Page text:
Learn All about Our Long-Necked Friends.
Cheyenne Mountain Zoo has the largest reticulated giraffe herd of any North American zoo. We currently have 16 in our herd, and we have a calf on the way! 10-year-old Laikipia is due at anytime and when born will be the #201 giraffe calf in Cheyenne Mountain Zoo’s history!
Reticulated Giraffe Information
(Sub-specie at the Cheyenne Mountain Zoo)
Features of reticulated giraffe:
- The giraffe is the tallest living mammal with an overall height of 15-19′. Shoulder height is 8-12′; head/shoulder length is approximately 13′ for the male.
- Weight is 1,100-2,800 lbs.
- The reticulated giraffes are handsomely patterned in golden browns, with a coarsely netted (reticulated) pattern mainly quadrangular in shape.
- Males and females have stiff manes along their necks.
- Both sexes have horn-like structures called ossicones (smaller on the females) on top of their heads between their ears. These ossicones are present at birth in the form of small knobs of cartilage covered with skin and hair which become bony nodules with age.
- They have seven vertebrae in the neck, the same as humans and most other mammals.
- The tail measures up to one yard with a terminal tuft of stiff, black hair.
- They have long tongues that measure 18-21 inches. The inner part of the tongue is pink in color, and then changes to a purplish-black color for the last 6 inches that are commonly visible. See them up-close during a Giraffe Feeding Experience.
Adaptations & Ecology
- Giraffes have long legs and necks, long, tough, prehensile tongues, and leathery mouths for food gathering.
- Their coloration is protective.
- They are tall with good eyesight for watchfulness.
- Giraffes have high blood pressure (240/160) for pumping blood to the brain.
- Herds are small and loosely constructed of 5-15 individuals, consisting of one bull with females and young. Other bulls are solitary or in pairs.
- Giraffes usually sleep standing up.
- Going for a month without water is also possible as an adaptation to long drought periods in their native areas.
- Geographic Range: Savannahs and thornbush of northeastern Africa (Somalia, Ethiopia, north and eastern Kenya)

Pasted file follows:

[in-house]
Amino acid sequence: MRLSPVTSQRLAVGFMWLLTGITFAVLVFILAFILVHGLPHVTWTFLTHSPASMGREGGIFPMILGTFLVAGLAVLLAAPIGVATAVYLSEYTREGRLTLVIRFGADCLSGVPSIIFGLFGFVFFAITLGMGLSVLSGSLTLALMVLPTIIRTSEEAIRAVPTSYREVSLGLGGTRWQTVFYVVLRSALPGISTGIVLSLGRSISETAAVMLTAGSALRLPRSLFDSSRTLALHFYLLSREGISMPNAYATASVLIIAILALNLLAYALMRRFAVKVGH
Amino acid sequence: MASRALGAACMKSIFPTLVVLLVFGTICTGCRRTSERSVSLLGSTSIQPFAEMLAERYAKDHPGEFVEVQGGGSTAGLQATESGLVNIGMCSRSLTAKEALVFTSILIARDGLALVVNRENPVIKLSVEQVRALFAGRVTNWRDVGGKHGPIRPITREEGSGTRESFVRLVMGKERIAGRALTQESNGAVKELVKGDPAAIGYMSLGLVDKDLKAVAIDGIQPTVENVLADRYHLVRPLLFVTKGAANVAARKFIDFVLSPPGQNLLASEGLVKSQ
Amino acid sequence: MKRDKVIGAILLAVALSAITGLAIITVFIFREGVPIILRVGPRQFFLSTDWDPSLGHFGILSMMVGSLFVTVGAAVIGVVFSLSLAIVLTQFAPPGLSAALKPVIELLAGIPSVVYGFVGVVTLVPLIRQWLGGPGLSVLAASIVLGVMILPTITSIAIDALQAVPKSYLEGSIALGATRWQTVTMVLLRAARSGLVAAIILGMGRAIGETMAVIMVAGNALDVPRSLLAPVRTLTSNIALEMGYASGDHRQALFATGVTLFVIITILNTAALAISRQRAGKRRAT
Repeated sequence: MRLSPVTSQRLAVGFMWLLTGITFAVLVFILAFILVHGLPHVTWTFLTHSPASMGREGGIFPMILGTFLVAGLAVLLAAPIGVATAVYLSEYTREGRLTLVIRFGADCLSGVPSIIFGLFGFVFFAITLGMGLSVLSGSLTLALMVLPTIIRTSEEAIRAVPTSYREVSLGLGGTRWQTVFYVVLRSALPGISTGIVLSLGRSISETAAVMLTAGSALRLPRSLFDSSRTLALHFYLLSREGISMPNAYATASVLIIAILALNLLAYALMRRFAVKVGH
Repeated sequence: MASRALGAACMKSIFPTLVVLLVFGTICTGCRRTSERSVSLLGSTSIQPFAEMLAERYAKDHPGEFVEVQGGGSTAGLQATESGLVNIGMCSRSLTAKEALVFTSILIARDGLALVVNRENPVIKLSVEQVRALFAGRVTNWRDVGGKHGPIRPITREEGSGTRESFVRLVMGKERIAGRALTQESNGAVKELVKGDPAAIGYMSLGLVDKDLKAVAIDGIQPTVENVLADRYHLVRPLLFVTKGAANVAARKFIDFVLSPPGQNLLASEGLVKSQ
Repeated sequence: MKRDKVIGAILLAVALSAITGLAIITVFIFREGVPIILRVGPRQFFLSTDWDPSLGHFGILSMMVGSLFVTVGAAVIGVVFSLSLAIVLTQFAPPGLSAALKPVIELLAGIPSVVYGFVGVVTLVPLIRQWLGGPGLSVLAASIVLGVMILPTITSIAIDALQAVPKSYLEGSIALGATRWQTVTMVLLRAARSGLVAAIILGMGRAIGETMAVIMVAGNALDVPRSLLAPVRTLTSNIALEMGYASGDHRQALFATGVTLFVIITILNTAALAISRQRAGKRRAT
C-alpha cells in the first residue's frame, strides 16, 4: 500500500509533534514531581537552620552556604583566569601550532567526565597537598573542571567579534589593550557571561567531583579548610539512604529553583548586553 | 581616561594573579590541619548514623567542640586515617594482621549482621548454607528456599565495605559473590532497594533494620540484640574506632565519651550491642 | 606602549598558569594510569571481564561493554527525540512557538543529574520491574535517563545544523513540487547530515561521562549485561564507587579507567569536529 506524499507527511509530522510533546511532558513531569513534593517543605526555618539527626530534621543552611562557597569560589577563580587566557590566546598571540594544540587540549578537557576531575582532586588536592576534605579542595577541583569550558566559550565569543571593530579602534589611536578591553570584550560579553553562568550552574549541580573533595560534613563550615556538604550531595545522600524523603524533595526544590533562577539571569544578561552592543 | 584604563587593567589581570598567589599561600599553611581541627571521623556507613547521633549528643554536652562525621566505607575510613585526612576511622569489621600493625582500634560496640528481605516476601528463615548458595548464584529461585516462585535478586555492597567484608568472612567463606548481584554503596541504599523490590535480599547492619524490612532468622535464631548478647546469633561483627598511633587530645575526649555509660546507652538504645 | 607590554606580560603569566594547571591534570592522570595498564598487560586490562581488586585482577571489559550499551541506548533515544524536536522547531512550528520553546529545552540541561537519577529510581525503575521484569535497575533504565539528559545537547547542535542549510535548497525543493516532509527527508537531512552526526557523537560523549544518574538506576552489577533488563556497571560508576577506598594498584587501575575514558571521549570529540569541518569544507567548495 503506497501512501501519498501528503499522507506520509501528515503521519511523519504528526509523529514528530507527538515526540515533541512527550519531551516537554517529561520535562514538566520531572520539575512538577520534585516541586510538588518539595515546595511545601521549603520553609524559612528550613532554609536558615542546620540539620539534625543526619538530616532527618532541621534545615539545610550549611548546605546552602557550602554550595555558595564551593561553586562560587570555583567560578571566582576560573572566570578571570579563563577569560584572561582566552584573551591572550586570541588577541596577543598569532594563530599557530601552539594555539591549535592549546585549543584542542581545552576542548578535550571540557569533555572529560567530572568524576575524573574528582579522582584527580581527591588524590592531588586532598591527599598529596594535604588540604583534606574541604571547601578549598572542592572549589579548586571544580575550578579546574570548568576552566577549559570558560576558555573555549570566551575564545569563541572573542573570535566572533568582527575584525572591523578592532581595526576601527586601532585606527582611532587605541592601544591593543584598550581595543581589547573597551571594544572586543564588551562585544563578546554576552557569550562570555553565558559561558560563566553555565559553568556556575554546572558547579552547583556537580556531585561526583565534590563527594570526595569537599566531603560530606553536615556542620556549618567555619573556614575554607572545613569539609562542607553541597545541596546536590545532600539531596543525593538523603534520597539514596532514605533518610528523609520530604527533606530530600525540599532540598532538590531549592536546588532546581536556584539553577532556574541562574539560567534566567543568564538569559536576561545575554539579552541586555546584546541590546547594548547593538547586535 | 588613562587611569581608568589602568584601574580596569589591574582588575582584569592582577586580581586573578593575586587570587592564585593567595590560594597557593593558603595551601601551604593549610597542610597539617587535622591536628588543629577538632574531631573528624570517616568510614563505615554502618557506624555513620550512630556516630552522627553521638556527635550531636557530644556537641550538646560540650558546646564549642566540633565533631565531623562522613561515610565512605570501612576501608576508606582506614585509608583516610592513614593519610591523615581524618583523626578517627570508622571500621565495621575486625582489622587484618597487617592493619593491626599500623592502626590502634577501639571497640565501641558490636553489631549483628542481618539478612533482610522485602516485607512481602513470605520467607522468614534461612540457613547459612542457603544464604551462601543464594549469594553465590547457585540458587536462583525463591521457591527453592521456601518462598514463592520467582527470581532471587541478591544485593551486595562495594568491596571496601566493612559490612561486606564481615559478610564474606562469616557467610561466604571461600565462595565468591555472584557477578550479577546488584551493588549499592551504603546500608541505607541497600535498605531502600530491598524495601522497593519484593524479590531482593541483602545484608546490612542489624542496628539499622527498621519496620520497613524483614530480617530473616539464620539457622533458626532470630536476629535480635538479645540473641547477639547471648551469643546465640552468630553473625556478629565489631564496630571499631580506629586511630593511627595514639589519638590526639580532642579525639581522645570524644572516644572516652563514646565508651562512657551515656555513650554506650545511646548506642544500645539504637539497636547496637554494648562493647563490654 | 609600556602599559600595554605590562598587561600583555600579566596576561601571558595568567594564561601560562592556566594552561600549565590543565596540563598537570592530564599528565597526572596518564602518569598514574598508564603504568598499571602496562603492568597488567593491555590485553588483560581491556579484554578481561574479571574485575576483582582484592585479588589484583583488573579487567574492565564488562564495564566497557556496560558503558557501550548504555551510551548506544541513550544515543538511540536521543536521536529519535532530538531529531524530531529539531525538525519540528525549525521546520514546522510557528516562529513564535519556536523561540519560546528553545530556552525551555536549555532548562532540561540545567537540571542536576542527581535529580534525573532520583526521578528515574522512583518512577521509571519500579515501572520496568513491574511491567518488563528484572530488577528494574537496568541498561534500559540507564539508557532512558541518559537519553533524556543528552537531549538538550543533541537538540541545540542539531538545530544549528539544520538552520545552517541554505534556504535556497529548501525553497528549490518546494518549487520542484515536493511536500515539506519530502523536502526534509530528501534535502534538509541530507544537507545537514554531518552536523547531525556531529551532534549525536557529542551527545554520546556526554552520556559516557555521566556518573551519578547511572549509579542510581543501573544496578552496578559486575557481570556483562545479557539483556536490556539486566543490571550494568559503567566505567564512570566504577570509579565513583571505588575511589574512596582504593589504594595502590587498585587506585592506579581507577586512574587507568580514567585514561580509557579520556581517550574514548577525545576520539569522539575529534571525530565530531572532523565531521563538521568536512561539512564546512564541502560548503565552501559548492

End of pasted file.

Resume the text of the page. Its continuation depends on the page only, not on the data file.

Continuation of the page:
- Primary consumer (herbivore). A browsing ruminant that eats regularly throughout the day, the giraffe prefers young leaves and shoots at tops of acacia trees; they also consume twigs and bark.
- They prefer to drink regularly, but can go without water for several days.
- Giraffes can run up to 35 mph.
- Predators are leopards (prey on young), lions, and humans.
- Giraffes kick with their hooves and slam with their heads.
- In the past 20 years, there has been an estimated 35% decline in wild giraffe populations. In 1998 the IUCN estimated the total number of giraffe in Africa to exceed 140,000, but by 2016, this number has dropped to fewer than 90,000 individuals. Thus far there has been limited research and conservation efforts on wild giraffe, so the extent of their conservation threats are often undetermined.
Learn more about Giraffe Conservation.
Diet & Reproduction
Alfalfa, natural tree browse, wild herbivore browser grain, root vegetables, lettuce, salt blocks and trace mineral blocks
- Giraffes are non-seasonal breeders, usually producing one precocial calf after a gestation period of 14-15 months.
- Birth height is 5½-6′; birth weight is 100-150 lbs.
- They become sexually mature between 3 and 4 years of age.
- Giraffes have a life span of about 25 years (30+ in captivity).
- Full body size is not reached until age five.
- The carotid artery that carries blood from the heart to the head is thick, muscular and elastic, ballooning when the giraffe stoops to absorb the increase in pressure. When the giraffe raises its head, a series of check valves in the inch-wide jugular vein prevents a sudden back flow from the emptying brain.
- Giraffes are most vulnerable to predators when drinking or lying down.
- They may see red-orange, yellow-green, purple, green and blue as colors.
- Their spot patterns are as individual as fingerprints.
- There are no known cases of giraffes swimming.
- Giraffe’s have a variety of sounds but they are rarely heard. They may grunt or snort when alarmed; females may whistle to call their young, and calves can bleat.
Scientific Name: Giraffa camelopardalis
Vernacular, scientific names of the sub-species of giraffe:
Reticulated, Giraffa camelopardalis reticulata – (giraffe at Cheyenne Mountain Zoo)
Nubian, G. c. typica
Kordofan, G.c. antiquorum
Lado, G.c. cottoni
Baringo, G.c. rothschildsi
Kilimanjaro or Masai, G.c. tippelskirchi
Congo, G.c. congoensis
Angola, G.c. angolensis
Transvaal, G.c. wardi
Cape, G.c. capensis
Nigerian, G.c. peralta